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Picking Up Sticks

Throughout history few leaders have accomplished as much as the apostle Paul, yet he endured an astonishing number of traumatic events: imprisonment, beatings, sleeplessness, hunger, thirst, and many other forms of suffering. Almost matter-of-factly Paul mentions, “Three times I was shipwrecked” (2 Corinthians 11:25). In Acts chapter 27, Luke tells about one of those shipwrecks and includes dramatic details about a terrifying storm at sea that broke the ship apart.

In the aftermath of the shipwreck, Paul and his fellow passengers scrambled for safety onto the shore of an island called Malta. Luke recalls, “The islanders showed us unusual kindness. They built a fire and welcomed us all because it was raining and cold” (Acts 28:2). Remember what happened next? “Paul gathered a pile of brushwood and, as he put it on the fire, a viper, driven out by the heat, fastened itself on his hand” (v. 3). Onlookers were amazed when the poisonous snake’s bite caused Paul no further harm.

It’s a minor point, but notice: Paul was a leader who was willing to pick up sticks! He didn’t sit on the sidelines and say, “Someone needs to build a fire. I’m an apostle, not a stick-gatherer. You guys go gather sticks while I sit and watch.” He didn’t consider the menial task of gathering firewood beneath his dignity. He didn’t excuse his own inaction by saying, “Look, I’ve got more important things to do—sermons to prepare and letters to write.” He simply saw a need and pitched in to help build the fire. Paul saw himself as an example, not an exception—a coworker, not a prima donna demanding special treatment.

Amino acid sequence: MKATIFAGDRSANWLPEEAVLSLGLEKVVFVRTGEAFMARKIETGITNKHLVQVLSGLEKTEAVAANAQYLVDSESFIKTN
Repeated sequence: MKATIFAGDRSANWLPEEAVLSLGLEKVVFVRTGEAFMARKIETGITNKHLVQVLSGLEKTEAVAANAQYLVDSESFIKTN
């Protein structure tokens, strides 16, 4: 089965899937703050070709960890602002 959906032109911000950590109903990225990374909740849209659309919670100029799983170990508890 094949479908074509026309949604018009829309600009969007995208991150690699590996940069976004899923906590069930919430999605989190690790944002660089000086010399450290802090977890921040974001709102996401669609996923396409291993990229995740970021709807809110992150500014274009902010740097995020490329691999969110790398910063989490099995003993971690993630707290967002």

Professors or Practitioners? Jesus unleashed some of his harshest criticism on leaders who did “not practice what they preach”—who put heavy, cumbersome loads “on other people’s shoulders” but were personally “not willing to lift a finger to move them” (Matthew 23:3, 4). These hypocritical leaders were professors, but they were not practitioners.

We call teachers who serve on a college faculty “professors” because of their ability to pass along knowledge and expertise to others. More broadly, “professor” refers to anyone who professes opinions and beliefs in a way that instructs others. In this sense, all Christians are professors, for we all have God’s good-news message to share and teach. But it’s not enough to profess faith without practicing it, and this is especially true for those who accept the responsibilities of church leadership.

Jesus calls leaders to service, not self-glorification. Godly leaders shouldn’t aspire for impressive titles and seats of honor. Jesus insists, “The greatest among you will be your servant” (v. 11). If someone can’t be trusted with little things (like gathering firewood), why should anyone trust him with big things (like leading a congregation)?

Of course, church leaders must use their time and abilities wisely, and sometimes they must let others wait on tables while they devote themselves to “prayer and the ministry of the word” (Acts 6:3, 4). But the point is, faithful leaders don’t shy away from hard work. They put their shoulders to the task along with the rest of God’s people. Effective leaders are willing to get their hands dirty, and when the need arises, they venture out into the woods and pick up sticks.

Note: As I continue my study leave, I’m grateful for the excellent writing contributions of my friend and fellow Minister, Dave Faust. This piece was originally published on July 1, 2018, at